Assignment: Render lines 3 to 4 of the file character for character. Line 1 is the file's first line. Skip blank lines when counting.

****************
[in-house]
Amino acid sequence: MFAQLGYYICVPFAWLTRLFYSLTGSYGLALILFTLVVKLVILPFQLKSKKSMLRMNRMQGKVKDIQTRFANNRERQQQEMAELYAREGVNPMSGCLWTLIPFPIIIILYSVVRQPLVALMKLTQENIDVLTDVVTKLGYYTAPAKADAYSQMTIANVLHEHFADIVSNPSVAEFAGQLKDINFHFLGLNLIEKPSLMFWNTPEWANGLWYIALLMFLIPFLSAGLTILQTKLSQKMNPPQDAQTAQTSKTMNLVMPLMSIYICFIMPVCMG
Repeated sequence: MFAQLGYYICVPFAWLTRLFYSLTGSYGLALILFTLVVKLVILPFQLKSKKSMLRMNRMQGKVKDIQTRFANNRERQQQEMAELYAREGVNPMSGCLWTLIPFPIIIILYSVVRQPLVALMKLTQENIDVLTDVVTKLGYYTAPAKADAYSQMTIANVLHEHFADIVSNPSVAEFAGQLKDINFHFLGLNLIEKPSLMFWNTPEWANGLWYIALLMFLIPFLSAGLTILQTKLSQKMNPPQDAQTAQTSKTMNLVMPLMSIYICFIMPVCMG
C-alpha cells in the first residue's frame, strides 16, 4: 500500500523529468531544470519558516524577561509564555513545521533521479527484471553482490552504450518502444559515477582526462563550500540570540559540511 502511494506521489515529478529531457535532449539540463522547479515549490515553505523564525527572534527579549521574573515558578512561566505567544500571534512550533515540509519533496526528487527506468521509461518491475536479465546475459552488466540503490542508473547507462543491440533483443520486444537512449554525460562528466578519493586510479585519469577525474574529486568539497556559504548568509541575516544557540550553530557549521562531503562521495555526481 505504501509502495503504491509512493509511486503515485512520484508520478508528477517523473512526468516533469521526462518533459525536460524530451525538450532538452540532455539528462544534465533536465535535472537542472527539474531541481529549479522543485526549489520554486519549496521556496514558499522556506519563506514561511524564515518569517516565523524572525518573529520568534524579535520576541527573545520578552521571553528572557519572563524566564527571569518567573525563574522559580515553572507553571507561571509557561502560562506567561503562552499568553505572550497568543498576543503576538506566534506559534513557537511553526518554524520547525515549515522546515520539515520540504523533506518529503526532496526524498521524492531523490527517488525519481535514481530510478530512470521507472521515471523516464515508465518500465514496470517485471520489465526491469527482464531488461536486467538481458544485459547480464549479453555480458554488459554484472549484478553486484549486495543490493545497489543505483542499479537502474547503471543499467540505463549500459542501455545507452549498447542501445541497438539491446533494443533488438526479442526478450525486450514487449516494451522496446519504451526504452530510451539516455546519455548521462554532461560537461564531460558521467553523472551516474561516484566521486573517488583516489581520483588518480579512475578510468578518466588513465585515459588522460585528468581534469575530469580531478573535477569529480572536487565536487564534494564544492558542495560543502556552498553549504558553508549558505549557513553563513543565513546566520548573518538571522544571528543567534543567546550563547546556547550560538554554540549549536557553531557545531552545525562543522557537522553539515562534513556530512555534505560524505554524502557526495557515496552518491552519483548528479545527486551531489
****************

Repeated sequence: MFAQLGYYICVPFAWLTRLFYSLTGSYGLALILFTLVVKLVILPFQLKSKKSMLRMNRMQGKVKDIQTRFANNRERQQQEMAELYAREGVNPMSGCLWTLIPFPIIIILYSVVRQPLVALMKLTQENIDVLTDVVTKLGYYTAPAKADAYSQMTIANVLHEHFADIVSNPSVAEFAGQLKDINFHFLGLNLIEKPSLMFWNTPEWANGLWYIALLMFLIPFLSAGLTILQTKLSQKMNPPQDAQTAQTSKTMNLVMPLMSIYICFIMPVCMG
C-alpha cells in the first residue's frame, strides 16, 4: 500500500523529468531544470519558516524577561509564555513545521533521479527484471553482490552504450518502444559515477582526462563550500540570540559540511 502511494506521489515529478529531457535532449539540463522547479515549490515553505523564525527572534527579549521574573515558578512561566505567544500571534512550533515540509519533496526528487527506468521509461518491475536479465546475459552488466540503490542508473547507462543491440533483443520486444537512449554525460562528466578519493586510479585519469577525474574529486568539497556559504548568509541575516544557540550553530557549521562531503562521495555526481 505504501509502495503504491509512493509511486503515485512520484508520478508528477517523473512526468516533469521526462518533459525536460524530451525538450532538452540532455539528462544534465533536465535535472537542472527539474531541481529549479522543485526549489520554486519549496521556496514558499522556506519563506514561511524564515518569517516565523524572525518573529520568534524579535520576541527573545520578552521571553528572557519572563524566564527571569518567573525563574522559580515553572507553571507561571509557561502560562506567561503562552499568553505572550497568543498576543503576538506566534506559534513557537511553526518554524520547525515549515522546515520539515520540504523533506518529503526532496526524498521524492531523490527517488525519481535514481530510478530512470521507472521515471523516464515508465518500465514496470517485471520489465526491469527482464531488461536486467538481458544485459547480464549479453555480458554488459554484472549484478553486484549486495543490493545497489543505483542499479537502474547503471543499467540505463549500459542501455545507452549498447542501445541497438539491446533494443533488438526479442526478450525486450514487449516494451522496446519504451526504452530510451539516455546519455548521462554532461560537461564531460558521467553523472551516474561516484566521486573517488583516489581520483588518480579512475578510468578518466588513465585515459588522460585528468581534469575530469580531478573535477569529480572536487565536487564534494564544492558542495560543502556552498553549504558553508549558505549557513553563513543565513546566520548573518538571522544571528543567534543567546550563547546556547550560538554554540549549536557553531557545531552545525562543522557537522553539515562534513556530512555534505560524505554524502557526495557515496552518491552519483548528479545527486551531489